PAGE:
While coffee hasn’t quite achieved the feuded-over status of say, barbecue, when it comes to Kansas City cuisine, denizens of this city do have at least two decent sized roasting operations to chose from when it comes to locally roasted coffees. Some cafes and restaurants seem to prefer the air-roasted beans produced by The Roasterie. Others stick by the longer-established Broadway Roasting Company.
Broadway’s operation started in the humble and slightly worn cafe that’s located right on Broadway in Kansas City’s Westport district. This location is busy and full of life, frequented by a diverse mix of professionals, graduate students, retirees, skater punks and the homeless/mentally ill. The staff were skilled and knowledgeable and the cafe offered plenty of places to sit, especially now that the roaster has been moved. Still, I’d suggest heading a couple of blocks north and making ever so slight a jog onto Washington Street where you’ll find Broadway’s roasting facility and coffee bar in a renovated fire department building. That location is bigger, brighter, cleaner, newer, less crowded and has the exact same menu. You’ll get more attention from the staff, have fewer interactions with people you don’t want to interact with and be able to take advantage of a bigger bean selection.
The menu at both cafes is similar. You’ll find a house blend (Colombia/Costa Rica), a decaf (Sumatra/Colombia) and rotating Single Origin coffee, all brewed on a Fetco and stored in airpump pots. Espresso is prepared in both locations on a multiple group La Marzocco Lineas and the menu includes a medium-sized selection of espresso drinks. At the Washington Street location, you can also observe the taunting presence of various by-the-cup brewing devices (e.g. V60, Clever, French Press, moka pot, etc), which staff informed me on multiple visits were still being used for experimentation with apparent plans to include them on the menu. This, in my opinion, is the biggest weakness when it comes to what Broadway has to offer.
The house and decaf blends were roasted for a crowd that craves a “bolder” roast than I do. Accordingly, I stuck with the single-origin coffees. On one visit, I had the Mexican Chiapas, which was a medium-bodied coffee with a syrupy mouthfeel whose black pepper bite and mild acidity cut through the otherwise sweet honey and cocoa notes. It wasn’t my favorite flavor profile of a coffee and I can’t say the brew method did it justice, but the coffee was nevertheless decent (3). On another visit, I had clean and balanced, Panama with less overall character (3-).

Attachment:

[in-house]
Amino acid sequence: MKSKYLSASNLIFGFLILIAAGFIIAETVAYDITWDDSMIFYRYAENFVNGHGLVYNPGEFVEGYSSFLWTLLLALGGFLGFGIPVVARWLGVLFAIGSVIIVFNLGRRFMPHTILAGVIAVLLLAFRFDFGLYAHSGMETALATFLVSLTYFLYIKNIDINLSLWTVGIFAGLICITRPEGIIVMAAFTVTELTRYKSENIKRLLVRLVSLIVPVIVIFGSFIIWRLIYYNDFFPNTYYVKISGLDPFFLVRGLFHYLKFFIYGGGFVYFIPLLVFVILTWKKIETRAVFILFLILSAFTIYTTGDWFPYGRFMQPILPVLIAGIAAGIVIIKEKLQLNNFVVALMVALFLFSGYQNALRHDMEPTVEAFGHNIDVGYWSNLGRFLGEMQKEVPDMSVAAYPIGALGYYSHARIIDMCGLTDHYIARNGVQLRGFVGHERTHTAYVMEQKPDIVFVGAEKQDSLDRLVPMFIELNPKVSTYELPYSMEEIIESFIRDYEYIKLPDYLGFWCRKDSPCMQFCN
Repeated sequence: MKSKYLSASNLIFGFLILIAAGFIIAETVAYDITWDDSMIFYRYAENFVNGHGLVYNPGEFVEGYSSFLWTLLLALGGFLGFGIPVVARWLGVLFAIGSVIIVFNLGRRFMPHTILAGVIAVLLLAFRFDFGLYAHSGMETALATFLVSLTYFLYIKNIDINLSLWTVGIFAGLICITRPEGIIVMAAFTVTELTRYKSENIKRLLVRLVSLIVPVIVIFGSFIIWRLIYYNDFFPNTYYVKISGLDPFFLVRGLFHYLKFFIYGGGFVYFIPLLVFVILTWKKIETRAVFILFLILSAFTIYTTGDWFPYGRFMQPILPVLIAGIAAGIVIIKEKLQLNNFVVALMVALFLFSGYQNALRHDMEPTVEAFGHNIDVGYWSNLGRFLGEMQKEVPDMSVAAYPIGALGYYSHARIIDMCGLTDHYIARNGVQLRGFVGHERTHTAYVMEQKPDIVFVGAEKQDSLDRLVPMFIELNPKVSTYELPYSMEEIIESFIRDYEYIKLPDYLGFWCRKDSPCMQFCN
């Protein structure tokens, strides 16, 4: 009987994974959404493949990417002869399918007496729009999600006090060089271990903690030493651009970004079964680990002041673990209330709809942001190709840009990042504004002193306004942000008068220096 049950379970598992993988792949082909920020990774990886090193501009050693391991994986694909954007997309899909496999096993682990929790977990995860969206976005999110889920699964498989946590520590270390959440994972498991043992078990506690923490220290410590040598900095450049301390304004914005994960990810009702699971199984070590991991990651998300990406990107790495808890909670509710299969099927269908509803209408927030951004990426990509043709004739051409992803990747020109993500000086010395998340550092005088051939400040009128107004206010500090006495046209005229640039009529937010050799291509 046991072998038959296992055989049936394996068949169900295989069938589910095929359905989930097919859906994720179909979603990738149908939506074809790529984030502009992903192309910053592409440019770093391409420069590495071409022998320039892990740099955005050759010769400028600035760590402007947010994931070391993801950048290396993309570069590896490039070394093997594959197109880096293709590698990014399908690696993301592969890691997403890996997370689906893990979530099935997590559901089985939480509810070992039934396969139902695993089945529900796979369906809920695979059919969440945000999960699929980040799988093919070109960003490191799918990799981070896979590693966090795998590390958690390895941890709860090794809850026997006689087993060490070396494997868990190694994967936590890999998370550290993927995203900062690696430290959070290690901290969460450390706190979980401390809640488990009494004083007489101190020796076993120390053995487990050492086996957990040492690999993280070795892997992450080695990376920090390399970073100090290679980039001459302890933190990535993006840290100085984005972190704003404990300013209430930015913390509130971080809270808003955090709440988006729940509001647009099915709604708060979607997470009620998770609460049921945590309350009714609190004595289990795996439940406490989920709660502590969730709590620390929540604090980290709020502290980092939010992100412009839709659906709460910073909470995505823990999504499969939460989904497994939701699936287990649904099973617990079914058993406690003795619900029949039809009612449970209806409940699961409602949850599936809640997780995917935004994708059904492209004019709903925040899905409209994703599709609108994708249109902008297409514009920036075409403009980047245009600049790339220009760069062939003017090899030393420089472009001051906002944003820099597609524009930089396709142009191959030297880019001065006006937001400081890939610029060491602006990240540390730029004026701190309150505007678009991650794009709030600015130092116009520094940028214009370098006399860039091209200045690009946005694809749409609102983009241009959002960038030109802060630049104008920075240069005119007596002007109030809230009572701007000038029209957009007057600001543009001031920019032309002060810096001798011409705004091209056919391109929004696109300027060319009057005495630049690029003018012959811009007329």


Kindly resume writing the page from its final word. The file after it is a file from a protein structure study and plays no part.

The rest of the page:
To me the real standout for Broadway is the espresso. My shots were short, dense and not particularly syrupy. Up front, the espresso (I didn’t get the name or composition of the blend) revealed a more traditional Italian profile with aromas of toasted bread, bitter chocolate and brown sugar. That experience transformed, however, into something more distinctly American as the shot finished, leaving me with a burst of citrus acidity and fruit (pear and lime) notes. I preferred the shot I had at the Washington Street roastery (on the right) which was better than the one I had at the cafe on Broadway, but only by a little (less so than the coloring and volume in the picture might imply), and likely to be luck of the shot rather than anything consistent in performance (4-/3+). And, as an unheard of bonus, an espresso, which is only $1.75 to begin with, comes with a free small coffee!
Since neither location offered by-the-cup brewing options, I decided to do my own, and rather than write separately about these coffees, due to my backlog, I’m including a few notes here. The pulped natural Nicaragua Mierisch had a surprisingly sharp and piney acidity with some pronounced herbal notes (3) while the naturally processed Nicaragua Limoncillo was (not-surprisingly) fruity of the sort that can be easily overwhelming (3), but which mellows nicely with age. The bottom line is that both of these were good coffees, but not outstanding, or quite as good as I would have liked given the price and specificity of these lots.
Even if there are some things that I’d would like to see Broadway Roasting Company do better, there a few reasons I’d give it – at least the Washington Street roastery and cafe – moderately high marks. The espresso is distinctive and good, and throwing in a free cup of decently good coffee with that purchase is just too good a deal to pass up. Broadway offers a wide selection of well-priced, reasonably, high-quality coffees. Most important, though, is that space itself is pleasant, quiet and gives you plenty of opportunities to interact with staff over the coffee you are drinking or intend to buy, which is something I observed a steady stream of regular customers doing. That kind of interaction, which I commented on elsewhere, is one I value a lot these days and which shouldn’t be undervalued.